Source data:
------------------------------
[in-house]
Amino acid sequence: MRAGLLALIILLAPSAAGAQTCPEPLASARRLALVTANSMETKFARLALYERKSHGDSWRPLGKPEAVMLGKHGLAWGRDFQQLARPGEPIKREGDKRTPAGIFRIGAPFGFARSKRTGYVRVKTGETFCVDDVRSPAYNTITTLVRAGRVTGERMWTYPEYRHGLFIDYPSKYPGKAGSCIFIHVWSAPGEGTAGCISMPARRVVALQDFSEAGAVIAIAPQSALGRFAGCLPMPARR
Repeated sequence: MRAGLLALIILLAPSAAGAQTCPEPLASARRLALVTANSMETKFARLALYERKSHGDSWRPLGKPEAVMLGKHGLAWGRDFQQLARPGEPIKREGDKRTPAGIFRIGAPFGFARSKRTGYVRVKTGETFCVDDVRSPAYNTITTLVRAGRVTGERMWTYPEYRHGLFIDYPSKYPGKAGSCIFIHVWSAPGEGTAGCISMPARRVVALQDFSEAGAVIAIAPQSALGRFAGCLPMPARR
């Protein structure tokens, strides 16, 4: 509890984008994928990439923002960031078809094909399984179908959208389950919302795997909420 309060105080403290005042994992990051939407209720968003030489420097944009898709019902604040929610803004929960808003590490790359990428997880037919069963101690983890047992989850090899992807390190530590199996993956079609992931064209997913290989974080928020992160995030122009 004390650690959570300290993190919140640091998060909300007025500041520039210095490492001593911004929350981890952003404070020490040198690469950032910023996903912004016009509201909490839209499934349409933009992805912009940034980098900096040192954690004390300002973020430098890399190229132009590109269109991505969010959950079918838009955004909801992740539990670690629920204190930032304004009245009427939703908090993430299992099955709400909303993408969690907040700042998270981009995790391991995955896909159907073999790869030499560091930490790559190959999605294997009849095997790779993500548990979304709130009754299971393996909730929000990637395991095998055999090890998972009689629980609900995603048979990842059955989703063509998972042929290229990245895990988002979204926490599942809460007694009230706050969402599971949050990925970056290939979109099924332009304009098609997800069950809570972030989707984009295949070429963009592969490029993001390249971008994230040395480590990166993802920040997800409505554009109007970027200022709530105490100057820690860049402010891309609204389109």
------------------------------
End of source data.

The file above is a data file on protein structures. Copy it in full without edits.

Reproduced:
[in-house]
Amino acid sequence: MRAGLLALIILLAPSAAGAQTCPEPLASARRLALVTANSMETKFARLALYERKSHGDSWRPLGKPEAVMLGKHGLAWGRDFQQLARPGEPIKREGDKRTPAGIFRIGAPFGFARSKRTGYVRVKTGETFCVDDVRSPAYNTITTLVRAGRVTGERMWTYPEYRHGLFIDYPSKYPGKAGSCIFIHVWSAPGEGTAGCISMPARRVVALQDFSEAGAVIAIAPQSALGRFAGCLPMPARR
Repeated sequence: MRAGLLALIILLAPSAAGAQTCPEPLASARRLALVTANSMETKFARLALYERKSHGDSWRPLGKPEAVMLGKHGLAWGRDFQQLARPGEPIKREGDKRTPAGIFRIGAPFGFARSKRTGYVRVKTGETFCVDDVRSPAYNTITTLVRAGRVTGERMWTYPEYRHGLFIDYPSKYPGKAGSCIFIHVWSAPGEGTAGCISMPARRVVALQDFSEAGAVIAIAPQSALGRFAGCLPMPARR
């Protein structure tokens, strides 16, 4: 509890984008994928990439923002960031078809094909399984179908959208389950919302795997909420 309060105080403290005042994992990051939407209720968003030489420097944009898709019902604040929610803004929960808003590490790359990428997880037919069963101690983890047992989850090899992807390190530590199996993956079609992931064209997913290989974080928020992160995030122009 004390650690959570300290993190919140640091998060909300007025500041520039210095490492001593911004929350981890952003404070020490040198690469950032910023996903912004016009509201909490839209499934349409933009992805912009940034980098900096040192954690004390300002973020430098890399190229132009590109269109991505969010959950079918838009955004909801992740539990670690629920204190930032304004009245009427939703908090993430299992099955709400909303993408969690907040700042998270981009995790391991995955896909159907073999790869030499560091930490790559190959999605294997009849095997790779993500548990979304709130009754299971393996909730929000990637395991095998055999090890998972009689629980609900995603048979990842059955989703063509998972042929290229990245895990988002979204926490599942809460007694009230706050969402599971949050990925970056290939979109099924332009304009098609997800069950809570972030989707984009295949070429963009592969490029993001390249971008994230040395480590990166993802920040997800409505554009109007970027200022709530105490100057820690860049402010891309609204389109």